Google is hitting the e-commerce business with its newly released buy button. This button will now appear on search pages on smartphones, aiming to streamline the online shopping process.
Simplicity is key
The new feature debuted on July 15, and companies including Staples and Under Armour have embraced the initial rollout. Google plans to make it accessible to merchants later this year or in early 2016. The goal is simple: Google wants to make it easier to purchase products. So now when you search for something on your phone, the purchase button and product listing ads will take you straight to ordering. Rather than having to navigate around seller websites, Google will let you compete a transaction directly.
One of the main reasons Google has installed this feature is because the number of people who perform searches on their phones rather than desktops is growing. However, studies show that most people aren’t actually purchasing. In fact, “purchasing through that phone probably wouldn’t even make the top 10 list of engagement activities that they do,” said Jason Allen, GameStop’s vice president of multichannel.
GameStop’s experience reflects a trend: Although there has been a surge in traffic in retailers’ websites from phones, sales remain relatively small. People spend a lot of their time browsing, but still aren’t willing to commit to making purchases. Figures from last holiday season appear to back up this reluctance to complete a purchase. According to IBM, last November and December, smartphones drove 31.2 percent of total traffic to e-commerce sites, but accounted only for 9.1 percent of online sales. These numbers have driven retailers to change up their technology game.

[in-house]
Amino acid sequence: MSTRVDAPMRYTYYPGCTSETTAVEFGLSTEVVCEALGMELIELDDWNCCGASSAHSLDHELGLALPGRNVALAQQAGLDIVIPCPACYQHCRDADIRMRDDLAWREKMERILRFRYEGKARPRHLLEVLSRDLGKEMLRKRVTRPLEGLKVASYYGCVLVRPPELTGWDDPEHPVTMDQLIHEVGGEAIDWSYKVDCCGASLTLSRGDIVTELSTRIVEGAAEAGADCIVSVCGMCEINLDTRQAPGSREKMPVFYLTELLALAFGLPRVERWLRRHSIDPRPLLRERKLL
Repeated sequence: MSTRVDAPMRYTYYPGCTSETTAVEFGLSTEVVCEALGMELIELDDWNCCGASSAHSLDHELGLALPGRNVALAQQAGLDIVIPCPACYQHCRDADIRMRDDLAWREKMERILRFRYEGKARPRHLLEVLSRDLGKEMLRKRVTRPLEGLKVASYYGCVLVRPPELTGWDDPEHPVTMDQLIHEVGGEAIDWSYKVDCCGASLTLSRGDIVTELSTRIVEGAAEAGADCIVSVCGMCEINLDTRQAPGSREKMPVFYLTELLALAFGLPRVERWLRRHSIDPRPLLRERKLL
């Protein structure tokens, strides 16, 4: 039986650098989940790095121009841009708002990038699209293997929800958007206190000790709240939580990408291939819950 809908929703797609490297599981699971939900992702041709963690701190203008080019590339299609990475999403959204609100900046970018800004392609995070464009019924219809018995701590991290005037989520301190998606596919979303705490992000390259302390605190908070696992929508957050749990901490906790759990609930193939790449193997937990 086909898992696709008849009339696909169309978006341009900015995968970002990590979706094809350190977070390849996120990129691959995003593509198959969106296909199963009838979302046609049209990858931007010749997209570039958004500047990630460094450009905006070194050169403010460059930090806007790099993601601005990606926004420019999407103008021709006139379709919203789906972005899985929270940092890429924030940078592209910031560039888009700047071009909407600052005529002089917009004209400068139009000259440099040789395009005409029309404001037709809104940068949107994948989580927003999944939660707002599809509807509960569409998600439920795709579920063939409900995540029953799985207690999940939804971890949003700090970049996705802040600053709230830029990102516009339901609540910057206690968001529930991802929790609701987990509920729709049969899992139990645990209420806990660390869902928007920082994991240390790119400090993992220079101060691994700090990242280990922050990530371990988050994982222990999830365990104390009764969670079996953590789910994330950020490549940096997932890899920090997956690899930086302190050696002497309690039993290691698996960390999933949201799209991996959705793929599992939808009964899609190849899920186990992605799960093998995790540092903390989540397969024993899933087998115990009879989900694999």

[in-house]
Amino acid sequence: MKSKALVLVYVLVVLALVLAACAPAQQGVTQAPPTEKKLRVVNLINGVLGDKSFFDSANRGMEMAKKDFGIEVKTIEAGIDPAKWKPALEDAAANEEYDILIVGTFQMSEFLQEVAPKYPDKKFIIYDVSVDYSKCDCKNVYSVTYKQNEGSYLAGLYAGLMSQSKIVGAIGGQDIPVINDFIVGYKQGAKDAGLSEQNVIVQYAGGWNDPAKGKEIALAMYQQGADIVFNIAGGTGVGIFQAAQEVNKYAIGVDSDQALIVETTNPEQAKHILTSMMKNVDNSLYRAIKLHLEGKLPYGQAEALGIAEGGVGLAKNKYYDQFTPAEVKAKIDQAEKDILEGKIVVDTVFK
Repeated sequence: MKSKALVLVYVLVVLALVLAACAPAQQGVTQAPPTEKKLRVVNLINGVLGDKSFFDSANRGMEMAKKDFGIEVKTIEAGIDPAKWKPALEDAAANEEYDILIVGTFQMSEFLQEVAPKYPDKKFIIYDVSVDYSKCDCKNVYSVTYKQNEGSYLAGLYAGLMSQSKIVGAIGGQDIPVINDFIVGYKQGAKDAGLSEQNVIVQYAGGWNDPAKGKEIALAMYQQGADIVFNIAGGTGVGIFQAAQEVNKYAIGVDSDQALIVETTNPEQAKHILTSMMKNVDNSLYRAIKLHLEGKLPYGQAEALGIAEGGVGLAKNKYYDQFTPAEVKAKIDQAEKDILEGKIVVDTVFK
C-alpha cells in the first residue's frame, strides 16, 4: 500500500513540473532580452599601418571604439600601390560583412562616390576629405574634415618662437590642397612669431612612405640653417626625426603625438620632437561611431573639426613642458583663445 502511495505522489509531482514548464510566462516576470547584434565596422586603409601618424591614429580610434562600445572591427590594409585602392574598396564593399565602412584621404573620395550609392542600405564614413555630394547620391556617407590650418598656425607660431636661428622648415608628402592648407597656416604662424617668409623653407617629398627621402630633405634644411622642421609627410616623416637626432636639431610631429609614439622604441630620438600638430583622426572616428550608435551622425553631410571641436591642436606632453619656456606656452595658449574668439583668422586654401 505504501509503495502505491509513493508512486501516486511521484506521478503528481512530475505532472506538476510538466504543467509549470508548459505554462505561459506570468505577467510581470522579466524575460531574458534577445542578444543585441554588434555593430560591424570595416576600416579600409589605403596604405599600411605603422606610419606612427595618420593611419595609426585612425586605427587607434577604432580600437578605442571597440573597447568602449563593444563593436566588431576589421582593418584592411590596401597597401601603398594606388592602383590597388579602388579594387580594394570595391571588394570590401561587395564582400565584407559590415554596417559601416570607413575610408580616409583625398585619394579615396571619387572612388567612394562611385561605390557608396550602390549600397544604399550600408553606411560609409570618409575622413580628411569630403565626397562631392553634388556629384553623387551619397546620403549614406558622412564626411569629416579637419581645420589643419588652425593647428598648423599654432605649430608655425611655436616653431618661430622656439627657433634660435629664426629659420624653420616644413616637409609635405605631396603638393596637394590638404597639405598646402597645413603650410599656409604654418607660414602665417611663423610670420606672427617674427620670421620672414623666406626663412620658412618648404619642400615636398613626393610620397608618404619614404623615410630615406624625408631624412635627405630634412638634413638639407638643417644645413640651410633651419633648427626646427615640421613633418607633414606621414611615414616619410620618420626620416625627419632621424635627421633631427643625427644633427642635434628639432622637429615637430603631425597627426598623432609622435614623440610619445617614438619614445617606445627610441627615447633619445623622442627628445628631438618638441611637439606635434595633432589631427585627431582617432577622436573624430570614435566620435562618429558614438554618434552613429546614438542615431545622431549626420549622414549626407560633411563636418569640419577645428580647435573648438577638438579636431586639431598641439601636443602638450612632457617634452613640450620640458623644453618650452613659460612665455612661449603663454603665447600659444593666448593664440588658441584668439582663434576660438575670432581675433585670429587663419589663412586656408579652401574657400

Some stores, like Kohl’s, are looking to revamp their app to better engage customers. They were working to accommodate in-store shoppers who are more frequently searching for product reviews, watching video content about merchandise and sharing their finds on social media. Company officials have said that customers spend more time on the app than when they’re not in the store. Because of that, Kohl’s has developed a new “in store mode” for their app where upon entering the store, users will be asked if they want to use a special version tailored to navigating around the store, rumored to come in September.
Finding an easy solution
Though the reports prove that shoppers are still not purchasing much on their phones, efforts to engage this audience have not subsided. In addition to Google, Facebook, Twitter, Instagram and Pinterest are all experimenting with their own version of a “buy button.” The hope is that these easier and faster ways to purchase without having to move from app to app will improve mobile purchasing.
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